At work, recently, I was tasked with experimenting with go (the language), to get at least a vague idea much work it would be to build a go API for some software we produce. This post is somewhat in the nature of a review of the langauge. (In general, not as it relates to work's particular purposes.)
First is that the language mandates way too much style. The semicolon insertion rules dictate quite a lot about code formatting; this starts with brace placement, but continues to, for example, forbidding ending a line with a close paren that closes a subexpression but not the whole expression.
Second is that, as far as I can tell, only one implementation exists. I am very uneasy with any language that doesn't have multiple independent implementations. When that implementation comes from an organization that makes a business of invading everyone's privacy I am especially leery. (It doesn't help that the implementation is written in go, leading directly to a Reflections On Trusting Trust moment.)
Third is that it can't seem to make up its mind whether strings are character strings or octet strings. It seems to try to do both and, not surprisingly, ends up with something like the worst of each. And it mandates that source is written in UTF-8; even at the source-code level it exhibits confusion between octet sequences and character sequences. This will cause it pain once the world moves beyond 8-bit addressing units.
Fourth is a strange blind spot. For work, I was trying to wrap a C API in go wrappers, mostly using cgo. At one point the go code had a C pointer-to-char; it wanted to print the pointed-to chars, until the first NUL or until 40 chars had been printed, whichever came first. In C, this would be nothing more than using `%.40s' with printf. In go, I have yet to find a way to do it, short of handling each char separately. go's fmt.Printf requires a go string, not a C string, and, while I could get the length I wanted by calling C.strnlen, I found no way, short of handling each octet separately, to convert that into a go string with the same contents, without risking accessing bytes beyond the length when that length was under 40. And I can't call C.printf because cgo simply doesn't work with stdarg functions. I finally thought I had a way using the reflect package, only to find that the documentation for reflect (which exists only on the web, making it impossible to tell whether it's for the version I have installed, not to mention being useless when disconnected from the net) documents an ArrayOf call which simply does not exist in the reflect package I have.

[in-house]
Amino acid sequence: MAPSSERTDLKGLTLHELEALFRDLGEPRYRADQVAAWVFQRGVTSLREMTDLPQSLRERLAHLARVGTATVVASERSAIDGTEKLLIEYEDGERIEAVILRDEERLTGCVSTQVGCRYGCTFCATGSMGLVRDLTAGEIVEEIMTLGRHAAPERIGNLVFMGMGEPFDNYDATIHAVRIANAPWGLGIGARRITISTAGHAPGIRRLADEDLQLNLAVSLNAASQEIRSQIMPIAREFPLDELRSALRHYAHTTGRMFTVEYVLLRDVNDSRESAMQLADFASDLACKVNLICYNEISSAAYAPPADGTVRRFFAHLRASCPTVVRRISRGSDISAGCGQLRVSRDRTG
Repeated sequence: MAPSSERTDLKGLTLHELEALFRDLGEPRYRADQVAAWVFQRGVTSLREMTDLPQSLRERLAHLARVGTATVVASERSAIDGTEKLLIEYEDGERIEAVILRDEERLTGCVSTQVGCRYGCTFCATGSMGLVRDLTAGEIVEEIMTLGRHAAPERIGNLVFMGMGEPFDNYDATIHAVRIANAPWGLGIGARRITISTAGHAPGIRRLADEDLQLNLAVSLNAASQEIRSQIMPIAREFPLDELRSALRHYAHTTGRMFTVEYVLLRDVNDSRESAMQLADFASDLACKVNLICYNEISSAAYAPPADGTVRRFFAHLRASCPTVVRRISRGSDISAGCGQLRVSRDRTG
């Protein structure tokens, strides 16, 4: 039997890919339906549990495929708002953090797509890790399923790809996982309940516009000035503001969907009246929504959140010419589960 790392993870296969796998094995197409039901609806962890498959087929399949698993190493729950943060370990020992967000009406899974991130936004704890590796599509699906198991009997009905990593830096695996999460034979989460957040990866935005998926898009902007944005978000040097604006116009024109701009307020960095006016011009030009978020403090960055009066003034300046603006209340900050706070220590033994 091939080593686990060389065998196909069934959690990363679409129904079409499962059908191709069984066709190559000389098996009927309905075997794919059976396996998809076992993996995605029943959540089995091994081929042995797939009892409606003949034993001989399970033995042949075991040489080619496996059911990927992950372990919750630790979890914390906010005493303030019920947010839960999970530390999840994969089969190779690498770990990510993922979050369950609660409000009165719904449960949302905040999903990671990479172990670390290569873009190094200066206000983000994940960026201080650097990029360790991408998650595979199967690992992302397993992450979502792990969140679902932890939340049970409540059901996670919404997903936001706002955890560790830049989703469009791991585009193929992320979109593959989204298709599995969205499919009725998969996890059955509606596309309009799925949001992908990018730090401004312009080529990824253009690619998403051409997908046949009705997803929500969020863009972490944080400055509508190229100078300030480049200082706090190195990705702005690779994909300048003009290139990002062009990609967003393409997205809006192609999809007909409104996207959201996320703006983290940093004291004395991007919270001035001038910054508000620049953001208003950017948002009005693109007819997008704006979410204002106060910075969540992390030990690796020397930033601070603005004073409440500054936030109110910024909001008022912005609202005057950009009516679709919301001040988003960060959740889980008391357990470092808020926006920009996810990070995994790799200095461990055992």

I feel as though I should be calling this language `stop' instead.
I've been playing go roughly weekly for the last, what, year or two. There's a game cafe I've been going to where I taught someone to play. He's been playing online and is now significantly better than I am; he routinely gives me 3-5 stones and not infrequently wins anyway.
Historically, I've thought of myself as being somewhere around 15 kyu. But, at Anime North last year, I played someone substantially better than I; we played a partial game even-up, then, when it became obvious he was much better than I, we restarted with, IIRC, 5 stones. We had to abandon the game because of time (he was winning; I kept overextending myself), but he did estimate I was probably around 11 kyu. With the practice since then, I may be slightly better now; I might have made it into the single-digit kyu ranks.
And one of the staff at the aforementioned game cafe has expressed interest in learning. I like this; I don't see any downside to getting more people playing go.